HTC Inspire 4G is sleek and fast Android on AT&T
My first thought when picking up the HTC Inspire from AT&T was just that it just feels really good in your hand. It's very thin and sleek, with a slightly rounded back covered with a matte finish that gives it just enough texture for better grip without making it hard to slip into your pocket. At just .46 inches thick and 5.78 ounces, the Inspire becomes the sporty 2-door model that replaces yesterday's 4-door sedan, the EVO.
And it's not just the exterior that makes the Inspire better. What's under the hood is better too. The Inspire runs on an upgraded 1GHz Snapdragon processor running Android 2.2 and HTC Sense. It ships with 768MB of RAM and 4GB of internal storage and an 8GB microSD card (upgradeable to 32GB) to complete the package.
The 4.3-inch WVGA display is big and bright and the touch response is very snappy. I'm used to using an iPhone 4 so I noticed right away that although the display is sharp and has excellent detail, it's not as good as the display on the iPhone. The display's size, however, is a big upgrade from my iPhone's 3.5-inch screen. Game and video play are very smooth, although the speakers sound kind of tinny despite the advertised Dolby, and SRS WOW HD surround-sound effects. The Inspire also has dual mics for noise cancellation features.
The Android interface is growing on me, and the enhancements provided with HTC Sense 2.0 especially nice. HTC Sense includes great features that silence your phone when you turn it over, make it ring louder when it's in a purse or bag and can help you locate your phone if misplace or wipe it clean if it's stolen.
The interface is loaded with helpful widgets that can be customized to provide all kids of information. Quickly check the weather, add a contact, view a photo album, update your Facebook status and more, all with a quick swipe to the next page. The widgets save you tons of time. The phone ships with an impressive array of apps, including some good ones that are home-grown by AT&T.
Close integration with Facebook and Twitter and your contacts provides attachment of real-time status information, so when a friend calls and it's their birthday, you know (in case you forgot). One feature I find clever is the "Scenes" customization settings that provide different sets of wallpaper, widgets and shortcuts to match a theme. Choose themes like Social, Travel, Work and Play to instantly set up your phone for your current activity.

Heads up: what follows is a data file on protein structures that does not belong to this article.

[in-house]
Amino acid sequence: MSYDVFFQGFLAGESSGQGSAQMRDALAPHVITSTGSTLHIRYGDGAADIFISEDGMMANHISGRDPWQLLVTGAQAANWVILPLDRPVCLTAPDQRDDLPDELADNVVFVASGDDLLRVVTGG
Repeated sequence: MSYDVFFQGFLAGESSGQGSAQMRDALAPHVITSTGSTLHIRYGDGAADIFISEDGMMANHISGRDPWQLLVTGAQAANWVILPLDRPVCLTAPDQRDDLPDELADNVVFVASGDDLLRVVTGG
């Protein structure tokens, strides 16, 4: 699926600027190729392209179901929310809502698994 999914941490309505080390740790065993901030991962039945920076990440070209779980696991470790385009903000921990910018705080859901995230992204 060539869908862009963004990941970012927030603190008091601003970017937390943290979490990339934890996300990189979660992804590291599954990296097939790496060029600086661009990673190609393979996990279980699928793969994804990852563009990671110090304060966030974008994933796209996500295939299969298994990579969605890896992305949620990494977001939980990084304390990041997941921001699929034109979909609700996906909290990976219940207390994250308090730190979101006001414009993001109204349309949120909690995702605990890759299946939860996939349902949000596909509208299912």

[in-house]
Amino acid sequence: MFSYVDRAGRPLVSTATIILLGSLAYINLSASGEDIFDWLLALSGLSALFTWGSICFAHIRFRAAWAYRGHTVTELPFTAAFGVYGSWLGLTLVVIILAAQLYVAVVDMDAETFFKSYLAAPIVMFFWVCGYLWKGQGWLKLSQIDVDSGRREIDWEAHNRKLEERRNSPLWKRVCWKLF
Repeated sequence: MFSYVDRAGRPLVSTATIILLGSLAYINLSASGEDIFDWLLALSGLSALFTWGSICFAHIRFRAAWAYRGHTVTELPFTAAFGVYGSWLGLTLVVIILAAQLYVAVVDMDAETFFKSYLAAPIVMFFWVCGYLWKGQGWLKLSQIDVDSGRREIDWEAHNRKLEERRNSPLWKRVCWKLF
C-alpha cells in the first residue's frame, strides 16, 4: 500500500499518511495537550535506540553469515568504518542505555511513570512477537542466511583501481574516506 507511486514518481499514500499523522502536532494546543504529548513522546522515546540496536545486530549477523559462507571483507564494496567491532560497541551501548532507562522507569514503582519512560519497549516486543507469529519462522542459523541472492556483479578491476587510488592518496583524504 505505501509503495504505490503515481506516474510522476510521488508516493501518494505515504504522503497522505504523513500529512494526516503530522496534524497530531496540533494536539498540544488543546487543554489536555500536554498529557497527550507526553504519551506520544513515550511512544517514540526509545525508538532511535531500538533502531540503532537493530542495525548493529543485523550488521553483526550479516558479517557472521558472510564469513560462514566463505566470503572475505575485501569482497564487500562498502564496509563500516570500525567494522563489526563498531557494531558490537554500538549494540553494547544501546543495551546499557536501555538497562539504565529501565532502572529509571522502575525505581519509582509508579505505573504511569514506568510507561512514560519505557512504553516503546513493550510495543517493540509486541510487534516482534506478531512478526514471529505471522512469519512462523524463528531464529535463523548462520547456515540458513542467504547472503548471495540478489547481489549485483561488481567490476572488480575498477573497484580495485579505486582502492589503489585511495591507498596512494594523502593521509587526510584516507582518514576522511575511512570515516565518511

The Inspire comes with an 8-megapixel color camera with auto focus and flash and an HD 720P video camera. I really love that the video camera cannot be used when holding the phone vertically because I'm sick of seeing vertical videos! The camera app for both stills and video really shines, especially as I compare it to the iPhone 4, because it provides for so much more control over the image. You can adjust the white balance, change the resolution, adjust exposure and color and even choose an ISO. Even the video camera lets you choose different resolutions so you can make smaller movies files for uploading.
There is a built-in self-timer and a cool "self-portrait" mode that detects your face and automatically fires the camera when you hold it out for that long-armed shot of yourself. A set of special effects filters, such as depth of field, vignette and distortion (samples shown below) provide some creative control right in the app. All of these things make the camera experience much more robust than what I have on my iPhone 4. I can accomplish all of it using additional apps, but should I have to?
As it was with the EVO, however, the camera's image quality is fine in good light but really lacking in low light with lots of noise in the images. It doesn't look like this has improved at all from the EVO so HTC really needs to work on it.
Advertised as a 4G phone, the Inspire runs on AT&T's HSPA+ network. The whole 4G thing is kind of a big mess right now and although tons of phones are coming out labeled as 4G they technically aren't running on true 4G networks. This isn't just the case with AT&T but it's true with Verizon, Sprint and T-Mobile too. The other broadband technologies, WiMAX and LTE, are in the same boat. They're basically faster versions of 3G and on all networks the coverage is pretty spotty. The industry really needs to get it together and work this out, but I digress.
The good news is, the AT&T 3G network has consistently been rated with the fastest data speeds and their HSPA+ speeds are even faster. When I was on HSPA+ the connection was very zippy. For comparison I tested my iPhone 4 over AT&T 3G and the Inspire on AT&T HSPA+ (results above). As you can see the Inspire had a much faster download speed than the iPhone 4. I also tested the MacBook Pro on Verizon FIOS over WiFi and then the MacBook using the Inspire in WiFi HotSpot mode (results below). With people talking about mobile broadband networks approaching wired broadband speeds, I thought it would be good to show a real broadband connection for comparison. Using the phone as a HotSpot is a nice feature but the speed was noticeably slower and without an unlimited data plan it would be costly as your only Internet connection.
One important thing to note...when AT&T upgrades their network to the faster LTE 4G later this year, the Inspire will not be able to take advantage of it. So if you're a speed freak, you may want to wait.
All-in-all the HTC Inspire is a slick phone and a great value at $99.99 with a new 2-year contract. The hardware is snappy, the interface is fast and it's loaded with tons of great features. And for most people, the data speeds will be a major upgrade.